For their part, the Iranians say they are willing to sell Razi drugs to anyone. "We make this to save lives, and it doesn't matter if the person is Iranian or Afghan or American," said Hadi Zareh, lead researcher in Razi's antivenin department. "We are happy to hear we have saved a person's life, even an American soldier." 

Prompted by questions from The Wall Street Journal, Pentagon lawyers are investigating whether the purchases violate sanctions rules and require a waiver from the U.S. Treasury Department. "We are working with the Department of Defense to confirm the details of these purchases to ensure compliance" with sanctions regulations, a Treasury spokesman said.

Mr. Zareh said the U.S.-led sanctions campaign, intended to discourage Iran from pursuing nuclear weapons, has had the side effect of making it harder for Razi to produce the very drugs the American military is purchasing. The institute, he said in an interview, is finding it "very difficult to buy chemical products for the laboratories and some of the equipment that we need. Prices have also increased because of sanctions."

There are 13 species of venomous snakes in Afghanistan, many of which are also found in Iran. There is the Oxus cobra, which can be aggressive when protecting a nest. "When biting they hold on and chew savagely," the Army Public Health Service warns in posters hung around bases in Afghanistan. Haly's pit viper has hinged, tubular fangs that fold back into its mouth. Untreated, its venom causes pain, blistering, hemorrhaging and "digestion of tissue around the bite wound," the Army warns. The Levantine viper is "unpredictable, and they may strike quickly and savagely at any time," the Army says. Saw-scaled vipers are "extremely short-tempered" and, though they will usually slither away from a confrontation, "have been reported to chase victims aggressively."

"If a patient comes in and I don't know the snake they got bit by, I'd give them Razi," said Lt. Col. Aatif Sheikh, the military's top pharmacist at Bagram Airfield, a major U.S. base outside of Kabul.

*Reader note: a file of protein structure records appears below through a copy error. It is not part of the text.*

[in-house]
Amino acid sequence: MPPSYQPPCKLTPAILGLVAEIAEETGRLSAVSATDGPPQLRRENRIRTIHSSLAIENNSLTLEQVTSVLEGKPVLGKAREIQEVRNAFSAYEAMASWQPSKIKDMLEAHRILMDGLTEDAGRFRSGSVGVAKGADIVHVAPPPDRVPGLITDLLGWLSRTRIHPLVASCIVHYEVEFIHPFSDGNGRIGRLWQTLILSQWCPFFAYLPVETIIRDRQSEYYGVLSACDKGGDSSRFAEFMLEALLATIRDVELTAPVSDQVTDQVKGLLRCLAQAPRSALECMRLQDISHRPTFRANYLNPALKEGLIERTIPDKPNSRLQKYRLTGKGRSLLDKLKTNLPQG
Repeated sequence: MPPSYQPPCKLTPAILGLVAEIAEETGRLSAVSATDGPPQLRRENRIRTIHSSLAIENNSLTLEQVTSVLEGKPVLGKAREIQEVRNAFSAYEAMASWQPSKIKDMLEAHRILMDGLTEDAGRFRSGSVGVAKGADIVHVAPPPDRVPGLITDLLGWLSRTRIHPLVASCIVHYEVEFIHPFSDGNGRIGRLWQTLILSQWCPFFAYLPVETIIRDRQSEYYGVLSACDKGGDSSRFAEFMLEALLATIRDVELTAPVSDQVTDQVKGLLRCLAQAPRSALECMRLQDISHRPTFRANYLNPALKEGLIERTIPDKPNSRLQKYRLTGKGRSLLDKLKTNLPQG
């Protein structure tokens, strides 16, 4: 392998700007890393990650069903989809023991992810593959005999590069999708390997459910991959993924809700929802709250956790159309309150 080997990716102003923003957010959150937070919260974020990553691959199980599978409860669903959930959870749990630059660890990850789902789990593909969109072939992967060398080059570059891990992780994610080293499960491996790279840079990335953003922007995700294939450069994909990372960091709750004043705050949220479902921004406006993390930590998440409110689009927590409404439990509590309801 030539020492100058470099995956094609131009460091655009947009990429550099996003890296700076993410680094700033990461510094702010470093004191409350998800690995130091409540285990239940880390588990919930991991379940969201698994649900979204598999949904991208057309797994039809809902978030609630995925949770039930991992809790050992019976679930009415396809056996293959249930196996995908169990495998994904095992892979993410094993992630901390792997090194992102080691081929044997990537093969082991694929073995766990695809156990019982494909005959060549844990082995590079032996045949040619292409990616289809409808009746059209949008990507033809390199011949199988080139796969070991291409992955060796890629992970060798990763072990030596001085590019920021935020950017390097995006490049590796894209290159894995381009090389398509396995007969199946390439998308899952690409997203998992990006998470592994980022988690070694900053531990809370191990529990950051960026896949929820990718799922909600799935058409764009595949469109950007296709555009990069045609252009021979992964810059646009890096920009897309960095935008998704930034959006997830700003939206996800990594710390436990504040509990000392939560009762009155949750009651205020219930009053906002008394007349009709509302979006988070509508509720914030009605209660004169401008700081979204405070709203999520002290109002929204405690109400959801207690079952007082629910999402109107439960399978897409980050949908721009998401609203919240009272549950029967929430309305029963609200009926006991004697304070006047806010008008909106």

The Army warning posters encourage troops to practice "snake-smart" behavior, including shaking out bedding and clothing before use. The posters feature arms, feet and hands black with flesh turned necrotic by venom.

Doctors say in the case of a serious bite, it is urgent to provide treatment within an hour to avoid tissue breakdown. Other effects include hemorrhaging, facial drooping, double vision and paralysis, leading in severe cases to respiratory failure and death.

Razi was founded in 1924 to make vaccines for livestock, operating under the Iranian Ministry of Agriculture. More than three decades later, researchers branched out into antivenins to treat injuries from snakes and scorpions. Razi, a respected organization with ties to the World Health Organization, makes about 95,000 ampoules of snake and scorpion antivenin a year. It is currently researching an antidote for spider bites.

The institute used to keep tangles of snakes on site. Now it has a catch-milk-and-release policy. A Razi team extracts the venom and then releases the snakes to keep up the wild population, Mr. Zareh said.

Technicians inject a tiny dose of the venom into one of the institute's 200 horses. The horses produce antibodies in their blood, which the technicians then refine into antivenin. U.S.-made antivenins won't work in Afghanistan because they aren't made from Afghan species.

The pharmacy at British-run Camp Bastion hospital, adjacent to the Camp Leatherneck U.S. Marine base in southern Afghanistan, stocks Indian and French antivenins, as well as Razi drugs. 

"The Iranian antivenin is the best, and our guys deserve the best," said Col. Rob Russell, the hospital's medical director.
Col. Russell says among the 9,500 British troops in Afghanistan, just a few suffer snake or scorpion bites each year. 

"A lot of the guys who get bitten have been [messing] with a snake," he said. U.S. military doctors in Afghanistan have administered 21 doses of Razi antivenin since January 2011, all of them to Afghan children, say military records. The drug is usually administered via a saline drip. The children survived.

American military doctors urge soldiers to try to identify the offending reptile, as safely as possible. "If the snake is dead, they're welcome to bring the snake with them," said Lt. Col. Sheikh, the pharmacist. "But don't go chasing the snake."

Write to Michael M. Phillips at and Farnaz Fassihi at